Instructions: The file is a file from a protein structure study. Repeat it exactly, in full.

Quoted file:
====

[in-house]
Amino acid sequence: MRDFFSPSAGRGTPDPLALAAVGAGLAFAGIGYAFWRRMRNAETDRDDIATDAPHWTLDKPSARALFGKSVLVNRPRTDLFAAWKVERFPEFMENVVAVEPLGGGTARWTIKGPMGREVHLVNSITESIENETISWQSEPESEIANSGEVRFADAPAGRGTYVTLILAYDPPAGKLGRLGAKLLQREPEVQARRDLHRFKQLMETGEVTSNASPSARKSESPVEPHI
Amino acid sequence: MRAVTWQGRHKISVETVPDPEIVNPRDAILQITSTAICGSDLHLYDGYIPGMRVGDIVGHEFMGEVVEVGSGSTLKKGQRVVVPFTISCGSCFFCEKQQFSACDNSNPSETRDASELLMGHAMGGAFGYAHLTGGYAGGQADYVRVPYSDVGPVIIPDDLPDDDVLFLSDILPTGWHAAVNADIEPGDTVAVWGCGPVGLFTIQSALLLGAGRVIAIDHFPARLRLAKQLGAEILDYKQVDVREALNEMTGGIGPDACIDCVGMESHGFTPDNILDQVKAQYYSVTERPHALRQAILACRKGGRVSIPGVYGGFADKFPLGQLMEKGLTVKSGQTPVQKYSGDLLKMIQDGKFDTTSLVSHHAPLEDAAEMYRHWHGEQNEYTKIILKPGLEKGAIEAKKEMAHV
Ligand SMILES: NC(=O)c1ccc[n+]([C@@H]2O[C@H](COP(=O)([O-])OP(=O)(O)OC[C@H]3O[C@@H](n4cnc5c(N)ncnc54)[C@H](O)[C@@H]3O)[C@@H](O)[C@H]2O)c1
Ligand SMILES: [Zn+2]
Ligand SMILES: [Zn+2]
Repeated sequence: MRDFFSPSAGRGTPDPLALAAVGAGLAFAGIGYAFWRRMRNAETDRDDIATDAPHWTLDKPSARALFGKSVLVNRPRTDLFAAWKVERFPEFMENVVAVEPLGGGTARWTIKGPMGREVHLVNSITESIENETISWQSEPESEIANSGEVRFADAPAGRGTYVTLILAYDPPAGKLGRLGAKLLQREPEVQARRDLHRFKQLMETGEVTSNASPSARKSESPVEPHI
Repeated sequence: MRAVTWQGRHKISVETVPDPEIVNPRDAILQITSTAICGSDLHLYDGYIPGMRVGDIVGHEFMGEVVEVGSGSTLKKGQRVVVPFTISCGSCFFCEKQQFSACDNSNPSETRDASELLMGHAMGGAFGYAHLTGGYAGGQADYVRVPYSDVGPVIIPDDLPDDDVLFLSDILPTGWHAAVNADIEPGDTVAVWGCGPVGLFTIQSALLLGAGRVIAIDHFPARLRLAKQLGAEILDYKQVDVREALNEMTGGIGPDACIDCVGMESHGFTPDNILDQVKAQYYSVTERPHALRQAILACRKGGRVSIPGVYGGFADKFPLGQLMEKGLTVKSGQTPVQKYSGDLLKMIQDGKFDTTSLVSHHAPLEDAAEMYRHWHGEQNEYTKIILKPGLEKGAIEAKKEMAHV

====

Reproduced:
[in-house]
Amino acid sequence: MRDFFSPSAGRGTPDPLALAAVGAGLAFAGIGYAFWRRMRNAETDRDDIATDAPHWTLDKPSARALFGKSVLVNRPRTDLFAAWKVERFPEFMENVVAVEPLGGGTARWTIKGPMGREVHLVNSITESIENETISWQSEPESEIANSGEVRFADAPAGRGTYVTLILAYDPPAGKLGRLGAKLLQREPEVQARRDLHRFKQLMETGEVTSNASPSARKSESPVEPHI
Amino acid sequence: MRAVTWQGRHKISVETVPDPEIVNPRDAILQITSTAICGSDLHLYDGYIPGMRVGDIVGHEFMGEVVEVGSGSTLKKGQRVVVPFTISCGSCFFCEKQQFSACDNSNPSETRDASELLMGHAMGGAFGYAHLTGGYAGGQADYVRVPYSDVGPVIIPDDLPDDDVLFLSDILPTGWHAAVNADIEPGDTVAVWGCGPVGLFTIQSALLLGAGRVIAIDHFPARLRLAKQLGAEILDYKQVDVREALNEMTGGIGPDACIDCVGMESHGFTPDNILDQVKAQYYSVTERPHALRQAILACRKGGRVSIPGVYGGFADKFPLGQLMEKGLTVKSGQTPVQKYSGDLLKMIQDGKFDTTSLVSHHAPLEDAAEMYRHWHGEQNEYTKIILKPGLEKGAIEAKKEMAHV
Ligand SMILES: NC(=O)c1ccc[n+]([C@@H]2O[C@H](COP(=O)([O-])OP(=O)(O)OC[C@H]3O[C@@H](n4cnc5c(N)ncnc54)[C@H](O)[C@@H]3O)[C@@H](O)[C@H]2O)c1
Ligand SMILES: [Zn+2]
Ligand SMILES: [Zn+2]
Repeated sequence: MRDFFSPSAGRGTPDPLALAAVGAGLAFAGIGYAFWRRMRNAETDRDDIATDAPHWTLDKPSARALFGKSVLVNRPRTDLFAAWKVERFPEFMENVVAVEPLGGGTARWTIKGPMGREVHLVNSITESIENETISWQSEPESEIANSGEVRFADAPAGRGTYVTLILAYDPPAGKLGRLGAKLLQREPEVQARRDLHRFKQLMETGEVTSNASPSARKSESPVEPHI
Repeated sequence: MRAVTWQGRHKISVETVPDPEIVNPRDAILQITSTAICGSDLHLYDGYIPGMRVGDIVGHEFMGEVVEVGSGSTLKKGQRVVVPFTISCGSCFFCEKQQFSACDNSNPSETRDASELLMGHAMGGAFGYAHLTGGYAGGQADYVRVPYSDVGPVIIPDDLPDDDVLFLSDILPTGWHAAVNADIEPGDTVAVWGCGPVGLFTIQSALLLGAGRVIAIDHFPARLRLAKQLGAEILDYKQVDVREALNEMTGGIGPDACIDCVGMESHGFTPDNILDQVKAQYYSVTERPHALRQAILACRKGGRVSIPGVYGGFADKFPLGQLMEKGLTVKSGQTPVQKYSGDLLKMIQDGKFDTTSLVSHHAPLEDAAEMYRHWHGEQNEYTKIILKPGLEKGAIEAKKEMAHV